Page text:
INTRODUCING NEW FOODS TO YOUR PETS
New foods should always be introduced gradually into your pet's diet. It may take up to two or three weeks to phase in a new food for very sensitive animals, particularly if the new food is very different from the previous diet.
The reason for phasing in the food gradually is to allow the gut flora ("friendly bacteria") to adjust and build up for optimal digestion of the nutrients in the new food. Mixing in the new food too quickly can lead to digestive upset such as diarrhea.
We recommend feeding twice a day. Two smaller meals each day helps to prevent bloat and gastric torsion, which can be caused by eating only one big meal a day.
The following steps should be repeated for the morning and evening meals.
For the first 3-4 days, mix 1/3 new food and 2/3 old food for each meal. You can add Seameal to provide extra trace minerals, essential fatty acids and digestive enzymes, to assist in digestion. The Seameal should be mixed with a little warm water, to help to disperse it evenly, and added to both meals.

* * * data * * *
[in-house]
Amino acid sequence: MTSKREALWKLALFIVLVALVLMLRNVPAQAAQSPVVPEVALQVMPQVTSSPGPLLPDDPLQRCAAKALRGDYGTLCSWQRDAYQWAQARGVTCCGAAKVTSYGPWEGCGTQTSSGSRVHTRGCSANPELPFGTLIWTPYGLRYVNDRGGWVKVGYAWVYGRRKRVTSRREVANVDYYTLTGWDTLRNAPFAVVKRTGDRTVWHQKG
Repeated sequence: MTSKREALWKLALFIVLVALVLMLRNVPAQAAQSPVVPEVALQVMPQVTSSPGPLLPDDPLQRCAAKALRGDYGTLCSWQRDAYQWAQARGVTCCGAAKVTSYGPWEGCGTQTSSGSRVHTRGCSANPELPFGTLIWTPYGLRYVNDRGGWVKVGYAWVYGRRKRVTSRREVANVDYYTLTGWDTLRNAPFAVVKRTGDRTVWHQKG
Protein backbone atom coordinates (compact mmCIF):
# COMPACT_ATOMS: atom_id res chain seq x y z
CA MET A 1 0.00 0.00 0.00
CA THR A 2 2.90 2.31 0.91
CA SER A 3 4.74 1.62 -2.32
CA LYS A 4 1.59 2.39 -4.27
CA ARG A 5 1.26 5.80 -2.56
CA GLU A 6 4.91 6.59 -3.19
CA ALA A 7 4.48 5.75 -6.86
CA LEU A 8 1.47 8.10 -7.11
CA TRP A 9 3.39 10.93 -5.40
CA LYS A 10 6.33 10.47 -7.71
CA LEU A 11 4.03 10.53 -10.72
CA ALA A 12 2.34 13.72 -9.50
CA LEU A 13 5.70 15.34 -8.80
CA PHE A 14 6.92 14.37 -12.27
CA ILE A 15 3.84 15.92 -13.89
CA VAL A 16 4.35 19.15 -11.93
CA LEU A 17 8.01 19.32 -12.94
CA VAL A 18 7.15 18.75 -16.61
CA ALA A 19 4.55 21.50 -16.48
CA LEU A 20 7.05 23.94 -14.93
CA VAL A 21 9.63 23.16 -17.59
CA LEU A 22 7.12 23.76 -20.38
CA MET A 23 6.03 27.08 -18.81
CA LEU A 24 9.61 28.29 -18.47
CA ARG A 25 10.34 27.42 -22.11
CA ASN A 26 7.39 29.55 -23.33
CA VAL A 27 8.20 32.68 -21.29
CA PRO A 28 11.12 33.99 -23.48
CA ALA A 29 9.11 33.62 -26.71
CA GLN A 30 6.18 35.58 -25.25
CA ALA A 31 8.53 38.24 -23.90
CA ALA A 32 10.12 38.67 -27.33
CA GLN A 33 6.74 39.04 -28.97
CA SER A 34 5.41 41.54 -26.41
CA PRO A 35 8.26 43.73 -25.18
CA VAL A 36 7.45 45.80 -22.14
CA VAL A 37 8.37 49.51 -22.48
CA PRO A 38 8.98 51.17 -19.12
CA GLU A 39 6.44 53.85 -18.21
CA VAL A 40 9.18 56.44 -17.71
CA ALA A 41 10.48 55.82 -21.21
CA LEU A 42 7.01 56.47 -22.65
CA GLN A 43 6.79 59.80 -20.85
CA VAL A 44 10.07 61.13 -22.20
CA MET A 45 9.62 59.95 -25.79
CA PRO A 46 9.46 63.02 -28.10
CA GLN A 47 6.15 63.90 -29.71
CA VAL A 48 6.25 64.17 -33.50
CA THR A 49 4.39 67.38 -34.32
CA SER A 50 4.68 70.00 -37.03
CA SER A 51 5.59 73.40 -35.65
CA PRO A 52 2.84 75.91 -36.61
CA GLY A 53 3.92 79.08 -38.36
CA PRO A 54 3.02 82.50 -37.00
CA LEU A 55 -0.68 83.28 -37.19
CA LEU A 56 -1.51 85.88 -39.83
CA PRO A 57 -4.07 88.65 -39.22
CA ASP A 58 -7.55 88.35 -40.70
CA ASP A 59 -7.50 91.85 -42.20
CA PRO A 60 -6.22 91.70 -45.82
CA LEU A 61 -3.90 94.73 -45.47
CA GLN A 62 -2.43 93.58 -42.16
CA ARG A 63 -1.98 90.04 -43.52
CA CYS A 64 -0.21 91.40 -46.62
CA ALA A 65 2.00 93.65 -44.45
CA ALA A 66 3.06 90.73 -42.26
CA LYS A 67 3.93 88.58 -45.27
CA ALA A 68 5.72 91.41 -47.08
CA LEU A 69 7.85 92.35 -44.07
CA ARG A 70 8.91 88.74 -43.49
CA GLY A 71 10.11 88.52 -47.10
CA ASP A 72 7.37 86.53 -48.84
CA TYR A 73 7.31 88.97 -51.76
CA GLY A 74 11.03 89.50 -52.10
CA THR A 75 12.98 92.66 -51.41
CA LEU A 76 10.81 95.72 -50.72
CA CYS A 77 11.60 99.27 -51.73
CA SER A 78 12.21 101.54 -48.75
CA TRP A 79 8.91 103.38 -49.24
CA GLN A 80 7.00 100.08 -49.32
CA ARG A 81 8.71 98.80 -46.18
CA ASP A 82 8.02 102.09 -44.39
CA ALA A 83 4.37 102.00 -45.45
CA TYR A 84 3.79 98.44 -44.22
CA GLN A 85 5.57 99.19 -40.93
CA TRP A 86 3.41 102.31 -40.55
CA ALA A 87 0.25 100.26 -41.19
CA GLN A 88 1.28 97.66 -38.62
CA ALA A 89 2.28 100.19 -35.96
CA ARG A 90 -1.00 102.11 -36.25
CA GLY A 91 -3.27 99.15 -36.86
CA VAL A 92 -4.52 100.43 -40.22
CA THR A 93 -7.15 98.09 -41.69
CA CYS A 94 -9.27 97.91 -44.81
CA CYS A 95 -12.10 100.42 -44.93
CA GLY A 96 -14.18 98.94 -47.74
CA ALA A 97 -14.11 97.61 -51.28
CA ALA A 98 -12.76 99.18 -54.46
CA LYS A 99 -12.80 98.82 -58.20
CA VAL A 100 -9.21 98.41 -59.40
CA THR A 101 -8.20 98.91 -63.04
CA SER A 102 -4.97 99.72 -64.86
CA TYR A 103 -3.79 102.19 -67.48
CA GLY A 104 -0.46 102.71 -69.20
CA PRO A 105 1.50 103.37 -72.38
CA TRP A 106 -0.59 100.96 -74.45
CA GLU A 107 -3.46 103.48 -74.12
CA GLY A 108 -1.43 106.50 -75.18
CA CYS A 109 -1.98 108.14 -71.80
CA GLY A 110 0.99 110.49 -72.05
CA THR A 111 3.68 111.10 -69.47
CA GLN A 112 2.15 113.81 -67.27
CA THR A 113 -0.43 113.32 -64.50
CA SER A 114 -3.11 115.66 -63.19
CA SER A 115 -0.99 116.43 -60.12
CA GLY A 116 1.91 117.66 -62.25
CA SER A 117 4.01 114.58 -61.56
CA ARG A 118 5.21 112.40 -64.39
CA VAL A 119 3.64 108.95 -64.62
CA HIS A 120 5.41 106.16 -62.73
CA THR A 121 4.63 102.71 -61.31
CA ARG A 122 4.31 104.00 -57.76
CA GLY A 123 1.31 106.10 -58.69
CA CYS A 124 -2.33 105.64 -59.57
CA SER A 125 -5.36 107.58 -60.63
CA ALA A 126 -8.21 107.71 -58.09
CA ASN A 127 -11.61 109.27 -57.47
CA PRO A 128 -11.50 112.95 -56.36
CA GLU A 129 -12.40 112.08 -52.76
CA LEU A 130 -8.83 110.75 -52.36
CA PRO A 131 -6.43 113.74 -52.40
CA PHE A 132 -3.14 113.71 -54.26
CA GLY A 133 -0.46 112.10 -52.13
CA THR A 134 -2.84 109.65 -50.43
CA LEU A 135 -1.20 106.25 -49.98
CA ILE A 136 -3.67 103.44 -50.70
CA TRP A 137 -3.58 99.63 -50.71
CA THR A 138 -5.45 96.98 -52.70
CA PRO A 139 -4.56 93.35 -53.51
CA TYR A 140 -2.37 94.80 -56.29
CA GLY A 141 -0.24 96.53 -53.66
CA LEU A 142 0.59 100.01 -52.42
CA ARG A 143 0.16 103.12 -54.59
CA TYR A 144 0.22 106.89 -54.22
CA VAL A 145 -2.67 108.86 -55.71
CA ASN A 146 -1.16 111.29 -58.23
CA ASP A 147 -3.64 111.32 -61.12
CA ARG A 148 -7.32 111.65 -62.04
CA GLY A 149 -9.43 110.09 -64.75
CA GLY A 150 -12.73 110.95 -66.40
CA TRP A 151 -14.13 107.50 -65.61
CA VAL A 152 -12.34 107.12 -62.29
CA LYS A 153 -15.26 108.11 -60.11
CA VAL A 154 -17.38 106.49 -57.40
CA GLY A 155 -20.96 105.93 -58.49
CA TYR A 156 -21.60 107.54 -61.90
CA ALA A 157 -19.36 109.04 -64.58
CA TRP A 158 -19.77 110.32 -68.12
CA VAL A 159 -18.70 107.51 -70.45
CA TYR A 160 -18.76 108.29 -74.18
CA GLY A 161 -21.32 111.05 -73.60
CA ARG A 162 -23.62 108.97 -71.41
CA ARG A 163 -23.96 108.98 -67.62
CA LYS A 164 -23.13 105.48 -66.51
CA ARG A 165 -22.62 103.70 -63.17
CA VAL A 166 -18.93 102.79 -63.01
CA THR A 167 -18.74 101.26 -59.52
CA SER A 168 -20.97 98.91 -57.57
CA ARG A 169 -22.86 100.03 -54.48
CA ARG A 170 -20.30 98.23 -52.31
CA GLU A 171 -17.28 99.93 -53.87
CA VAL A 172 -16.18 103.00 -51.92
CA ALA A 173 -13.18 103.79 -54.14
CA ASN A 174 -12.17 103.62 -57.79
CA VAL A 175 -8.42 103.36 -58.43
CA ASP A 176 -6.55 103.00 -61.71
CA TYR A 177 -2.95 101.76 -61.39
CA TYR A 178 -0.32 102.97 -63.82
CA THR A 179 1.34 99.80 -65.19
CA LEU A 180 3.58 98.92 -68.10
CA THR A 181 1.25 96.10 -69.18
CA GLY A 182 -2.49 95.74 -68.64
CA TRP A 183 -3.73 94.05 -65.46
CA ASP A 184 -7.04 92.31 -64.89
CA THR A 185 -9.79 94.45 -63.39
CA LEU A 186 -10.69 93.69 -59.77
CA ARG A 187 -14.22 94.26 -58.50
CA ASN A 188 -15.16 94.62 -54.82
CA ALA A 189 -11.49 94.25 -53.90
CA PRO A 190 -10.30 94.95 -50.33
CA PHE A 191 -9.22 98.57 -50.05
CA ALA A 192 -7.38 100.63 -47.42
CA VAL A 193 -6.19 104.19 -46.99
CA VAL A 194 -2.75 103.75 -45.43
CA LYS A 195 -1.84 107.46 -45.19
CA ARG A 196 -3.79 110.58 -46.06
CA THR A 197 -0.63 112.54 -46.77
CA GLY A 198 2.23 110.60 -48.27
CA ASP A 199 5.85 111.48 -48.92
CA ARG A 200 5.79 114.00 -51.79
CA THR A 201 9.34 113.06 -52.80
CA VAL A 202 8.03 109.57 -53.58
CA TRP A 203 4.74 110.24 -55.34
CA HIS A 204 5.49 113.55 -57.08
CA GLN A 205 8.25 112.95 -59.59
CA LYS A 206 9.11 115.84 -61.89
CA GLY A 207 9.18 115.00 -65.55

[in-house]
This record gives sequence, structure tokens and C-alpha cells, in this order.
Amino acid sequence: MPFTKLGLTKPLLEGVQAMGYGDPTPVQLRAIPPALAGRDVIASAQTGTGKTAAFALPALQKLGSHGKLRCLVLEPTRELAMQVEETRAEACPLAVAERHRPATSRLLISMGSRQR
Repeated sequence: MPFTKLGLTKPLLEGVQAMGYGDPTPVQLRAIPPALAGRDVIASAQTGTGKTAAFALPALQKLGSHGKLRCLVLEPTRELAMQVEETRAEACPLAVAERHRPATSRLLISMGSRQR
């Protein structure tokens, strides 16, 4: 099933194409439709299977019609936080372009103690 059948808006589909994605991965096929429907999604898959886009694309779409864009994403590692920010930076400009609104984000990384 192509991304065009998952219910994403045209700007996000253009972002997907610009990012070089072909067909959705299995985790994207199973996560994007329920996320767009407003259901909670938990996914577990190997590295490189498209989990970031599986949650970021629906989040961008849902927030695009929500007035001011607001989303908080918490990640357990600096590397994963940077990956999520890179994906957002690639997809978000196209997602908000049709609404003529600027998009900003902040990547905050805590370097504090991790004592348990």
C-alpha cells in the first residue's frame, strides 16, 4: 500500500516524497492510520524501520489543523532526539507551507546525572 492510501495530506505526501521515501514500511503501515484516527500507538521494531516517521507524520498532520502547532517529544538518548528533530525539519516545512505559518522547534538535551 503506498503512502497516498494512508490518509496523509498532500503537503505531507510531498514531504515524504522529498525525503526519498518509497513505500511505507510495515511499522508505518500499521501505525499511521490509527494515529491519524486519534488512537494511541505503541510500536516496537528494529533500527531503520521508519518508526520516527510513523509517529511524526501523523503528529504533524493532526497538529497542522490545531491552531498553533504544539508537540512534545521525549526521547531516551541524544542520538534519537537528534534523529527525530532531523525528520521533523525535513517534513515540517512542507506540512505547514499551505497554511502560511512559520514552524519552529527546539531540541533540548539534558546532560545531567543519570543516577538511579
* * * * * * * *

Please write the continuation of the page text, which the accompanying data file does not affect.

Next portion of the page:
Gradually adjust the ratio every few days, until a complete transition is made.
Plain yogurt or cottage cheese may also be added and can help to balance the intestinal flora during the transition to new food.
If digestive upset does occur, add half a baked potato with the skin on, or some cooked brown rice to the food, which will help to firm up the stools. The increased fiber may also cause larger stools. Brown rice and potato skins are high in fiber and relatively bland to help settle the digestive tract. They can be prepared in advance and refrigerated to save cooking them for every meal.
Allow up to 30 days to see an
improvement in allergies such as skin irritation or chewing at the feet.
Eliminating common allergens from the diet and boosting the immune system (with seameal) will help to combat a food allergy problem. Increased stool volume may occur to begin with, as the animal detoxifies.